It's healthy and safe to eat this way indefinitely, and sugar cravings should fade over time. As long as you stick with whole foods and read labels carefully, you may find it easy to stick to this diet for the long term.
No Guidelines to Follow
Since it’s not a formal plan, a no sugar diet has few guidelines other than cutting out added sugars as completely as possible. There’s no calorie or carb counting here, or even recommendations for portion control. While this can be a benefit to those seeking a less regimented eating plan to follow, some people may need more structure and parameters in order to meet their weight loss and health goals. For instance, without any calorie requirements to meet, it’s still possible to overeat on this plan.
Setting aside the common American taste for sugar, there is sugar hiding in many foods (some of them quite unexpected). Distinguishing added sugars from natural sugars can be difficult. As a rule of thumb, your best bet is to stick with real, whole foods and limit many packaged convenience foods. Always read labels carefully to look for added sugars.
Read more The Right Way to Do OMAD (One Meal a Day)
While following a no-sugar lifestyle is undeniably healthy, keep in mind that you will have to do a lot more meal prep, planning, and cooking. For those who may not have that kind of time, a no sugar diet may not be the most realistic choice.
Is the No Sugar Diet a Healthy Choice for You?
Many low-carb eating plans also limit sugar, so those plans can resemble a no sugar diet in some ways. And cutting sugar also aligns with government advice on healthy eating. The USDA’s dietary guidelines suggest a balanced mix of fruits, grains, vegetables, protein, and dairy products. There’s no space for added sugars, but they’re also not strictly prohibited.
If weight loss is one of your goals, you may need to count calories in addition to cutting back on added sugars. Avoiding those sugars will likely result in consuming fewer calories altogether, but to know for sure, use this tool to calculate a daily calorie goal, and then an app or journal to track your progress meeting that goal.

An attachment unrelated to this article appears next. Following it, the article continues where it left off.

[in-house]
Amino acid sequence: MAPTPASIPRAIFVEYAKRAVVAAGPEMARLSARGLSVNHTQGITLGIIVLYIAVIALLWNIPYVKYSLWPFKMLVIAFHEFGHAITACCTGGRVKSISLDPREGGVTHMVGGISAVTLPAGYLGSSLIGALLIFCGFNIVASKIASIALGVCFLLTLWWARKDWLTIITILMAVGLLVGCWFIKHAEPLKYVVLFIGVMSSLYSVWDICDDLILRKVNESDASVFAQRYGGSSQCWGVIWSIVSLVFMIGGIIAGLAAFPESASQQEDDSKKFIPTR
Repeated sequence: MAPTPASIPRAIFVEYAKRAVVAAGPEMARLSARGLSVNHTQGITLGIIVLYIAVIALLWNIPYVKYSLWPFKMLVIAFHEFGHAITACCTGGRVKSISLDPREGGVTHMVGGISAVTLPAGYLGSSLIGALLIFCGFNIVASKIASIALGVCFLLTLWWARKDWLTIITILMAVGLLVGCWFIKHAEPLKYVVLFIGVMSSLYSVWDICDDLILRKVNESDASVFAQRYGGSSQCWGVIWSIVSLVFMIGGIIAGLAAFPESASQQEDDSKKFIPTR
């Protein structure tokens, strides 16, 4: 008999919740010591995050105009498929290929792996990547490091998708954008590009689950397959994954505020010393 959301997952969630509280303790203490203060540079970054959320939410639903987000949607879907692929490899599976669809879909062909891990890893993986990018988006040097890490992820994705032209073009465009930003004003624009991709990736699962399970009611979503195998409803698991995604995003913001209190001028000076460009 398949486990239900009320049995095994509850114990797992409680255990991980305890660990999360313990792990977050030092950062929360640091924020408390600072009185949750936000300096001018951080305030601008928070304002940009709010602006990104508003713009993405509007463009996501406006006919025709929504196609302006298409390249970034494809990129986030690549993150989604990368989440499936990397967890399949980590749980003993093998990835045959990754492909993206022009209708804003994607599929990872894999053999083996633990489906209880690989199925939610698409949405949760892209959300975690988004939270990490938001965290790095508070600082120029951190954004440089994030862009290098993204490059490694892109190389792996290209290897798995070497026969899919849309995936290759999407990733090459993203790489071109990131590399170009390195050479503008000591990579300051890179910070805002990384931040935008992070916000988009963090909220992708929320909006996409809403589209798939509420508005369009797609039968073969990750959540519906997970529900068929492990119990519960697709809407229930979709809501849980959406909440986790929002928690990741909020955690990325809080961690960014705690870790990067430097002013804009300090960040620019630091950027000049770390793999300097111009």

Many weight loss plans restrict sugar since it’s an effective way to cut out empty (non-nutritious) calories. Doing that should help you lose weight. And whole, nutrient-dense foods tend to be more filling, so it’s possible to eat less of them and still feel full.
A no sugar diet can also help people avoid other health risks that go along with high sugar intake. For example, one research review listed three studies that showed consumption of sugar-sweetened beverages was associated with increased blood pressure, inflammatory markers, total cholesterol, and visceral (belly) fat.
Mounting evidence continues to show a number of positive health outcomes from cutting back on added sugars, including a reduction in the risk for obesity, type 2 diabetes, coronary heart disease, metabolic syndrome, and non-alcoholic fatty liver disease.
In addition, too much sugar can increase your risk of dental problems. So a no-sugar diet should help lower your risk of dental decay.
While there are no common health risks associated with a diet low in added sugar, restrictive eating plans can sometimes lead to unhealthy eating habits or an extreme obsession with healthy eating. To that end, it’s important to make sure you’re still getting enough calories each day from nutrient-dense foods to maintain healthy blood sugar levels.
A Word From Verywell
If you are looking to lose weight or simply improve your health, cutting added sugars could be a smart and fairly simple choice. For weight loss, you might also consider adding more fiber. But remember that weight loss is a complex process that should also include exercise, stress management, and other lifestyle factors. Discuss your plans with your physician to help create a plan that meets your needs.
Remember, following a long-term or short-term diet may not be necessary for you and many diets out there simply don’t work, especially long-term. While we do not endorse fad diet trends or unsustainable weight loss methods, we present the facts so you can make an informed decision that works best for your nutritional needs, genetic blueprint, budget, and goals.
If your goal is weight loss, remember that losing weight isn’t necessarily the same as being your healthiest self, and there are many other ways to pursue health. Exercise, sleep, and other lifestyle factors also play a major role in your overall health. The best diet is always the one that is balanced and fits your lifestyle.